The Weigls were a part of the small community of Swiss and German craftsmen active in Austin during the period between the two World Wars. Peter Mansbendel, the famed woodcarver, was among the first to arrive and establish himself. Weigl arrived shortly afterward…[and] spent his first years working at odd jobs for German-speaking tradesman before turning to iron crafting.
Among other jobs, he worked for more than a year as a woodcarver for Mansbendel, who also gave him his first local job as an iron craftsman. In 1917, when Weigl had been in Austin about four years, the woodcarver hired him to make four wrought-iron light fixtures that Mansbendel had designed in San Antonio. Mansbendel equipped Weigl with a forge, an anvil, a hammer, a vise, some raw iron, and a sack of coal, for which he received the four light fixtures and $3 a week in cash until the debt was settled.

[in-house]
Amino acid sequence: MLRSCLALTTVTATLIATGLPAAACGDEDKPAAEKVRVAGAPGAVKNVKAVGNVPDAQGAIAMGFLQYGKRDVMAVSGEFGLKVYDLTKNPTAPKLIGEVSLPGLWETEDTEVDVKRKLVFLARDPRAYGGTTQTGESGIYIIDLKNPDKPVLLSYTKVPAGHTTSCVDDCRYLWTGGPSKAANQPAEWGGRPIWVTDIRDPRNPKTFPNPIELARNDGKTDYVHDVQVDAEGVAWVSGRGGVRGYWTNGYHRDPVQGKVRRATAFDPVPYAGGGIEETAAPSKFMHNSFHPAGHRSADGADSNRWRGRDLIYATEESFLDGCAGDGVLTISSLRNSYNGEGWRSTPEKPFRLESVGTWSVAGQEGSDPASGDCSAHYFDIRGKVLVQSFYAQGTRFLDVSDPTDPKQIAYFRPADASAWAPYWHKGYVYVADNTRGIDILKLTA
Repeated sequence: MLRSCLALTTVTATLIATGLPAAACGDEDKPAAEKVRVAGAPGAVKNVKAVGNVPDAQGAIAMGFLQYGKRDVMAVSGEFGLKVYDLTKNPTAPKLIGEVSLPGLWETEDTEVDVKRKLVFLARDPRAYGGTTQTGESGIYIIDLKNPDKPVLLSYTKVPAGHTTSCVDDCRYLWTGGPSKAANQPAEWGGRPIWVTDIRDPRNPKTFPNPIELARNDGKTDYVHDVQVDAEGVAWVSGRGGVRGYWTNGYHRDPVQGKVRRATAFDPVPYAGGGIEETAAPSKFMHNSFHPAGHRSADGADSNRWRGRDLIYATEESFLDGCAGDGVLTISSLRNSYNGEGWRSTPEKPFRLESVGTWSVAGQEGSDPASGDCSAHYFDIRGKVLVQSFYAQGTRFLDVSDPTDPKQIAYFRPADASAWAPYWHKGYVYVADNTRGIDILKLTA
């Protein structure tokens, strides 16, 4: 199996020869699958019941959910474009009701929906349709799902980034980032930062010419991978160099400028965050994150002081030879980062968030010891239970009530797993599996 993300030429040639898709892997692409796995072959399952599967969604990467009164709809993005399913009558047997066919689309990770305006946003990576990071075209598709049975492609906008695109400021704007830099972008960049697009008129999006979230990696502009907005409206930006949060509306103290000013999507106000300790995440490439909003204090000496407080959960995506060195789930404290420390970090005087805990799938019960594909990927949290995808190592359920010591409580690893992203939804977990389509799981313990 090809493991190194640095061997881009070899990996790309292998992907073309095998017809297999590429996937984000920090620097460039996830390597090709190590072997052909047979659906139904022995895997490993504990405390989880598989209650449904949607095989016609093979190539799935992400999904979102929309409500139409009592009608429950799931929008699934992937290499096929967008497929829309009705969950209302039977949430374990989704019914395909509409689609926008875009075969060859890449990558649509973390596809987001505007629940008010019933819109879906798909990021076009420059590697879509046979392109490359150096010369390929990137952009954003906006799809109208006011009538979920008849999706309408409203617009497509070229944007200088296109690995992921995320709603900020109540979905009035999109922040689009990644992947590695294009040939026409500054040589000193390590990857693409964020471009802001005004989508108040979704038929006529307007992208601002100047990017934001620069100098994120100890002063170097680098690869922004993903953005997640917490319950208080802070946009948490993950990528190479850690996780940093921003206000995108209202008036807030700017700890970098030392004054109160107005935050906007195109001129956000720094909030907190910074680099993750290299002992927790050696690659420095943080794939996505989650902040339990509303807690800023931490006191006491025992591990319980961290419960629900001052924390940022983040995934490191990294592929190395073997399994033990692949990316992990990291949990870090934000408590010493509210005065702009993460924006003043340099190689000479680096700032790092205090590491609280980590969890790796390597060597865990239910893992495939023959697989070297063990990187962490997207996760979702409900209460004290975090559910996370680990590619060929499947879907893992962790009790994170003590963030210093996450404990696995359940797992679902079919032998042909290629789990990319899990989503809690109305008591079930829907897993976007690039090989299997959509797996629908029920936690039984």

"The Weigls: Art Craftsmen in Iron,"
Austin Homes & Gardens, December 1979
Mustachioed Lee and balding Herbert [Weigl] work all day in an atmosphere which is less than esthetic -- the work is dirty and hard, hot in summer, cold in winter. But from their hands and creative minds come ornamental pieces which have made the Weigl name renowned throughout Texas.
The Austin Public Library, the French Legation, the Elisabet Ney Museum, Mayor Roy Butler's home, the Capitol, the Dobie Room in the University of Texas Academic Center, Woodlawn, the Gary Morrison home, the Bremond Block, the cemetery at the LBJ Ranch, most of the important buildings in Austin -- all these and many other Texas buildings and sites have been enhanced by some form of Weigl craftsmanship.